The Ultimate Postgres vs MySQL Blog Post

Dian Fay on April 11, 2018

I should probably say up front that I love working with Postgres and could die happy without ever seeing a mysql> prompt again. This is not an... [Read Full]
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Now that we're all basically over the collective hallucination of a "schemaless" future


Postgres actually goes a step further by offering a JSONB type which processes input data into a binary format. This means it's a little bit slower to write, but much faster to query.

JSONB is awesome, I built an entire filtering system on top of it with Rails's Arel (relational algebra engine) to compose standard WHERE filters with filters in JSON columns at runtime. Great performance. And now in PostgreSQL 10 they enabled full text search on JSON columns, can't wait to have a use case to try it!

Unless you're using MySQL, in which case the only function you can reference in a DEFAULT clause is now().

What?! I didn't know they differed on this. I always design the tables putting checks and defaults inside the DB first.

However, MySQL's boolean is actually an alias for TINYINT(1).

Been bitten by this once! It's lol. I still remember back in the day when people used to tell me "I use MySQL because it's faster and easier to install than PostgreSQL". Yeah, if you want to have weird data in the DB (but it's gotten way better than those days), I guess after MySQL 5.5

Inlining arrays makes many tasks -- such as tagging records -- much easier.

Also, they have operators which lets you operate on those columns inside the database, without having to do such operations in the code. The fact that I can ask the DB if the array typed columns contains this other array it's awesome!

There are drawbacks to using enums, to be sure: adding new values requires DDL, and you can't remove values at all. But appropriate use cases for them are still reasonably common.

Yeah, that's more or less why they are seldom used. A lot of times you don't know in advance all the possible enum values so you tend to keep them in the code.

About lateral queries, I didn't know about them! Thanks!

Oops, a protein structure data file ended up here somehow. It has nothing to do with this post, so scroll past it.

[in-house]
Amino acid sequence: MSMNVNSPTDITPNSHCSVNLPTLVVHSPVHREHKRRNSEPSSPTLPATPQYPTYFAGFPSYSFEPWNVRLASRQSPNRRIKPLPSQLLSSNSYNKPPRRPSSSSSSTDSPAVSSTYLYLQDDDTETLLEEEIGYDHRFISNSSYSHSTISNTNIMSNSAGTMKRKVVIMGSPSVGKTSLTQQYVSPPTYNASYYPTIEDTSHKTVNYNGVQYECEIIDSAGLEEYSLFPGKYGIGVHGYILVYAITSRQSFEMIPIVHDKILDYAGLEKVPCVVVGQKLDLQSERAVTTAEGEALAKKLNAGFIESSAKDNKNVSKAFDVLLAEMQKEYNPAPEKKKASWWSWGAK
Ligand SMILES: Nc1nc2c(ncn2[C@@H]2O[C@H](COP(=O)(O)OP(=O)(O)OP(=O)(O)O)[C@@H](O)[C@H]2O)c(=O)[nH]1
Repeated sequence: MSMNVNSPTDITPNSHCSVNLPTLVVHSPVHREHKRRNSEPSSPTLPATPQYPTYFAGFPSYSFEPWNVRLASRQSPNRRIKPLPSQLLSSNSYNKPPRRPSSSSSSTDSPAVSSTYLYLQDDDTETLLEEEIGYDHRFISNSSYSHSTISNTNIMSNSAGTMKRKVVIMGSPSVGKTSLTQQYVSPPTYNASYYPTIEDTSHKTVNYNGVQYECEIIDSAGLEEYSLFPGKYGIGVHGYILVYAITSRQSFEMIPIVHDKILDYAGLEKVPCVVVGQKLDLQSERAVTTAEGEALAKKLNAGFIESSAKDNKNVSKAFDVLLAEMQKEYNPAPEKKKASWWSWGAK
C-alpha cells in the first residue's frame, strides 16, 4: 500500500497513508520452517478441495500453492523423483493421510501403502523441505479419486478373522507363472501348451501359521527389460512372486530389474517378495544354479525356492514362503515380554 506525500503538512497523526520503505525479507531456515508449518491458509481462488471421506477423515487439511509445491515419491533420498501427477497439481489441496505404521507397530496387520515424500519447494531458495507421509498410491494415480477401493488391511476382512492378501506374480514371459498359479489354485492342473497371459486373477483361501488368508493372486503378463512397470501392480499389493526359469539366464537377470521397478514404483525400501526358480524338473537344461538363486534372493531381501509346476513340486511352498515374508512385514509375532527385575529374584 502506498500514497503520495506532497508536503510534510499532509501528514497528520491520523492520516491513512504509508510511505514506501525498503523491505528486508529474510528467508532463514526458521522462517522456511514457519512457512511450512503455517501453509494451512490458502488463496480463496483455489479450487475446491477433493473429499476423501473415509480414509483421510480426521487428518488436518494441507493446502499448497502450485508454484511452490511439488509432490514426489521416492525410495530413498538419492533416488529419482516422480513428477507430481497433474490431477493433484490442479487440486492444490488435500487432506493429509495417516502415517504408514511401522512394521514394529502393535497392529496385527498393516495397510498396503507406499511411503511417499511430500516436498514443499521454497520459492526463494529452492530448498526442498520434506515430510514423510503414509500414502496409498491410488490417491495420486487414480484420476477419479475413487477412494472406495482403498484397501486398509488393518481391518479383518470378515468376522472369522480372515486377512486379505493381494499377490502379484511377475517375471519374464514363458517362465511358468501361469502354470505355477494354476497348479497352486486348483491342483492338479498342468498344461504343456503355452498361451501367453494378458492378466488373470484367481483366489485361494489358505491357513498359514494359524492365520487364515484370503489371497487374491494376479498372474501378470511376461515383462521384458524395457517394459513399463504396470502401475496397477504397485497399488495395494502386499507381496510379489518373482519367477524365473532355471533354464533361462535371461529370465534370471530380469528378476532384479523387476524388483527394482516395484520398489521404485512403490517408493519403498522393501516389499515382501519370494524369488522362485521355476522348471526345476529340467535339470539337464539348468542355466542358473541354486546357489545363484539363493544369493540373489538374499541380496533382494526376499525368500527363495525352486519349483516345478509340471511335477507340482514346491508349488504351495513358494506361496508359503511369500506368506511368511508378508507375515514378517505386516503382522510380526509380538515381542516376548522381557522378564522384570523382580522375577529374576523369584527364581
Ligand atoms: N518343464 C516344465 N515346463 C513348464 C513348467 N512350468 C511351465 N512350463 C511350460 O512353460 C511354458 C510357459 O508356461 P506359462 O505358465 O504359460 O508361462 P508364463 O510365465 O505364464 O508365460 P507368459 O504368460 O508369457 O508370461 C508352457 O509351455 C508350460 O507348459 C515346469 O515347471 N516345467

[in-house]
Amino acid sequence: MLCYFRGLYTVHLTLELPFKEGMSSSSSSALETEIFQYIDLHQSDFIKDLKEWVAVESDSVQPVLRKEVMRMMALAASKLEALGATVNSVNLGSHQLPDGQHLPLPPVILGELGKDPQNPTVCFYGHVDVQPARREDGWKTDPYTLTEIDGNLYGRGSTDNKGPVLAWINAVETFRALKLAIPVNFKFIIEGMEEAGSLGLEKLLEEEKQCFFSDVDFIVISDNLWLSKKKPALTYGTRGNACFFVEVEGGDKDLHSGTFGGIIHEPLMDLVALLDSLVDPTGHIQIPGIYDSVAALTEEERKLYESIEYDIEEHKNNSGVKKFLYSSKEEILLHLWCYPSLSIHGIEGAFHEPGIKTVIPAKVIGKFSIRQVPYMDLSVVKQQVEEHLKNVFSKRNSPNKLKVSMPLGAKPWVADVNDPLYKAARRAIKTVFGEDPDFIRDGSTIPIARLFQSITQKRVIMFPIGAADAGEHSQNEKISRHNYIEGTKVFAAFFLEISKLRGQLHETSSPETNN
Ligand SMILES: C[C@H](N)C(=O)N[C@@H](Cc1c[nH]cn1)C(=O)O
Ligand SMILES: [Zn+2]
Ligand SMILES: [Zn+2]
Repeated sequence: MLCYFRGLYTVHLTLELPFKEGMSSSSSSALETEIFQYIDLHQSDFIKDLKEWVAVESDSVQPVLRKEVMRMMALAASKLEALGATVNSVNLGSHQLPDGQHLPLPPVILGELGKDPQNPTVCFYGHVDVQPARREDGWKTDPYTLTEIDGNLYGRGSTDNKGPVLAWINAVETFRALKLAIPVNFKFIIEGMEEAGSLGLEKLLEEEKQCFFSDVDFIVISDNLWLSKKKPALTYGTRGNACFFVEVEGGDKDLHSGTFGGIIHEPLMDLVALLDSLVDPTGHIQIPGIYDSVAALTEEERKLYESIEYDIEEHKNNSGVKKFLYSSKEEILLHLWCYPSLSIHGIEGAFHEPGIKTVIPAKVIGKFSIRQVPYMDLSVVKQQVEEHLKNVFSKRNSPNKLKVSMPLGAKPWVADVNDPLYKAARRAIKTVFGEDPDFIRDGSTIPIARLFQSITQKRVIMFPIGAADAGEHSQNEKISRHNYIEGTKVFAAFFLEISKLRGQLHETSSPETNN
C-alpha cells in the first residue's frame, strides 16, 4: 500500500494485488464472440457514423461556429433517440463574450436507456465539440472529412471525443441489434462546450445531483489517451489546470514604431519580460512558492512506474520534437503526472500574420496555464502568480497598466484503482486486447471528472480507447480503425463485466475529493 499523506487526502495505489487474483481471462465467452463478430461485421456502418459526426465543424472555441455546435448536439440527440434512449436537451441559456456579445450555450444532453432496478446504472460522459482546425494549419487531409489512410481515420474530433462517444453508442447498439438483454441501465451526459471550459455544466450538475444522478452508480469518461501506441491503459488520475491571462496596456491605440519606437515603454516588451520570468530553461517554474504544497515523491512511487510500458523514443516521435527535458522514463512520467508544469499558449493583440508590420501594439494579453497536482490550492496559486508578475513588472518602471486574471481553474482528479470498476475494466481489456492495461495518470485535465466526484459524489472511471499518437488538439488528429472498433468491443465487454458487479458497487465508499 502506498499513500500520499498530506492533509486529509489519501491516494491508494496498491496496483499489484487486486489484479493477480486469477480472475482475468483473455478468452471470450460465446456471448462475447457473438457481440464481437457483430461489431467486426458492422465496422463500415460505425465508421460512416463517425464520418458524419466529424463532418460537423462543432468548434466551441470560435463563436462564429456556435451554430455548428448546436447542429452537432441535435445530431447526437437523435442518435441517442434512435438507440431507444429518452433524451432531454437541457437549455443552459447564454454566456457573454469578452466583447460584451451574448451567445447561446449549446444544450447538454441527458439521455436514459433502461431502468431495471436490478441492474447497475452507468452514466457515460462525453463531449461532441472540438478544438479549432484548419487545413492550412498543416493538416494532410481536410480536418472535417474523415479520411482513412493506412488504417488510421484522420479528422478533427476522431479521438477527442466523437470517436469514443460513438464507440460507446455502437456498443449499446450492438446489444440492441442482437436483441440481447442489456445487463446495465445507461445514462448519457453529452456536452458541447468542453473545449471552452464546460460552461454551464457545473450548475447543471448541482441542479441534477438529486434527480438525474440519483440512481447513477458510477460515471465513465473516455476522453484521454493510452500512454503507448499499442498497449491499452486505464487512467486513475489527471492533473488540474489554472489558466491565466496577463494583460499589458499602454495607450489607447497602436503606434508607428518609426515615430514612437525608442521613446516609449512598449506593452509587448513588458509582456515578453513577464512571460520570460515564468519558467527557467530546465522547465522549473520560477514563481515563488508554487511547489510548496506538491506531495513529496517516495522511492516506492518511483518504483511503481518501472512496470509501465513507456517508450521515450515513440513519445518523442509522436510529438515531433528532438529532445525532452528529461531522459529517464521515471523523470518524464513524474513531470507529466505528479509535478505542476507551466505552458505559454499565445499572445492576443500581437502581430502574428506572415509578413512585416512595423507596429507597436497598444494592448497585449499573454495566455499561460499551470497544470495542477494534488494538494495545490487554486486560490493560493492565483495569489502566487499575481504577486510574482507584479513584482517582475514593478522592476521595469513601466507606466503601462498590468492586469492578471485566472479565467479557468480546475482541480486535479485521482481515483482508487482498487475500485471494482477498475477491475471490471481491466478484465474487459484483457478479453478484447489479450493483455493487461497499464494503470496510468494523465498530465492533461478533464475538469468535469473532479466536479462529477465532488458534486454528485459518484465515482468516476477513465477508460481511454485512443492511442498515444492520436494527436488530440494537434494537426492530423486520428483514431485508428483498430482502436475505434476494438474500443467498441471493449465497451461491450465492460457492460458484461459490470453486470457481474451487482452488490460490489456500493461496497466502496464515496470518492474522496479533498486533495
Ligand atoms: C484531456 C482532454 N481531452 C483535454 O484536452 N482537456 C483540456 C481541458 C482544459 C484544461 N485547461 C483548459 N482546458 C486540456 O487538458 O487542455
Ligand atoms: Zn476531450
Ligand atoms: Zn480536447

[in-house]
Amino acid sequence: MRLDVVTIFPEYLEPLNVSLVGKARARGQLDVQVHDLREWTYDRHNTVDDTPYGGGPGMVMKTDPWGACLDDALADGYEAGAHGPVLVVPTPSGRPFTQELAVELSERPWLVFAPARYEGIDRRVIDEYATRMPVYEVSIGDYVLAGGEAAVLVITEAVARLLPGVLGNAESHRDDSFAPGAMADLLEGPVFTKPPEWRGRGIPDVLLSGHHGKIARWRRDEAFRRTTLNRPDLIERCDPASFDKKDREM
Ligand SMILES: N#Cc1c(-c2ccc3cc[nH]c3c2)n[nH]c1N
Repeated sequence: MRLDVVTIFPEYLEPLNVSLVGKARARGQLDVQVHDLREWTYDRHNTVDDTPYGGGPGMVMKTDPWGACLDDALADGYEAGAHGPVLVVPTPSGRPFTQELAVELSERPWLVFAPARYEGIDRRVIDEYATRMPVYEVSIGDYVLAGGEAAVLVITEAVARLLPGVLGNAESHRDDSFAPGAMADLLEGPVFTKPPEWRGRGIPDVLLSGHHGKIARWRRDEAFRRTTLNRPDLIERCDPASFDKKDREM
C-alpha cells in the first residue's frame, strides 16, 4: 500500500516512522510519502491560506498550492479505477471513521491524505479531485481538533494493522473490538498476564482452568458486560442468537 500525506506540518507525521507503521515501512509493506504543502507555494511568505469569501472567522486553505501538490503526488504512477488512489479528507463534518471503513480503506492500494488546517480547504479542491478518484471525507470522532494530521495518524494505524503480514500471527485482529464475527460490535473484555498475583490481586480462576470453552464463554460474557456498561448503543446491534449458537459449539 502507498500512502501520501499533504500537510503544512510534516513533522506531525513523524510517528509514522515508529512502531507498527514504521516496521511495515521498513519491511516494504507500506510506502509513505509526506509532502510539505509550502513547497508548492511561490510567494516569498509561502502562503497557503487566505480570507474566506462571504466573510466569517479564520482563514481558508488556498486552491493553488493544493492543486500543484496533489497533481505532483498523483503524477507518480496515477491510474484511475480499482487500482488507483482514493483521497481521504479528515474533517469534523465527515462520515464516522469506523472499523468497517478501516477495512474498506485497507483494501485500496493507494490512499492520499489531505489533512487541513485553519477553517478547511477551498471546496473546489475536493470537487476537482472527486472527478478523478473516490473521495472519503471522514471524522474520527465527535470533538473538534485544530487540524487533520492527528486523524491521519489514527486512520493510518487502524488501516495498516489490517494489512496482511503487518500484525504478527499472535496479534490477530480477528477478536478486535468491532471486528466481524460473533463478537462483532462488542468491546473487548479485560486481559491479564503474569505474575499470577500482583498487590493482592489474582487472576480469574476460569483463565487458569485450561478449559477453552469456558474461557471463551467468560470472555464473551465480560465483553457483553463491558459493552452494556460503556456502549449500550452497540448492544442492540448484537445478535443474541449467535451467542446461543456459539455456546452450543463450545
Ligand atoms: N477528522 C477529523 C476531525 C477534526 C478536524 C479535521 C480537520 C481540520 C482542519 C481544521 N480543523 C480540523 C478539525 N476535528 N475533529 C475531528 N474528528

I want to share an horror story: a client that had a MySQL database they used to store data scraped with Python. Everything went well for a while, until it didn't. After a bit of research (I had no experience with the database) I found out that MySQL's default UTF-8 type uses 3 bytes, not 4 which meant that a LOT of text was not going in the database. I was not happy. I couldn't convert the tables so I had to write a function in Python that converted 4 bytes utf-8 to 3 bytes. Insane.

Best post BTW, it's definitely the ultimate comparison.

ps. you really hate tinyints :P

pps. thanks for the link to multicore, i didn't know about that as well!


Speaking of TINYINT(1), I found a bug in Innodb years ago where this type could not be returned.


I'm sure mysql devs were not happy for such design decision, using ints instead of a proper bool...


I got burned on MySQL a long time ago. I'm sure the situation has improved since then. But I still avoid using it. With the exception of a few ergonomic things, Postgres has been great. I'm also quite familiar with MSSQL, but I would pick Postgres over it primarily for the easier text search and jsonb features.


I think I read that post ages ago! SQL Server is the best product Microsoft's developed for my money. I worked with 2000-2008 extensively and I'd do it again, but Postgres is still my #1 pick.


You forgot to mention partial indexes. Every index you create decreases performance a bit. But being able to create small indexes which could fit in a few memory pages adds a lot of performance when you use them.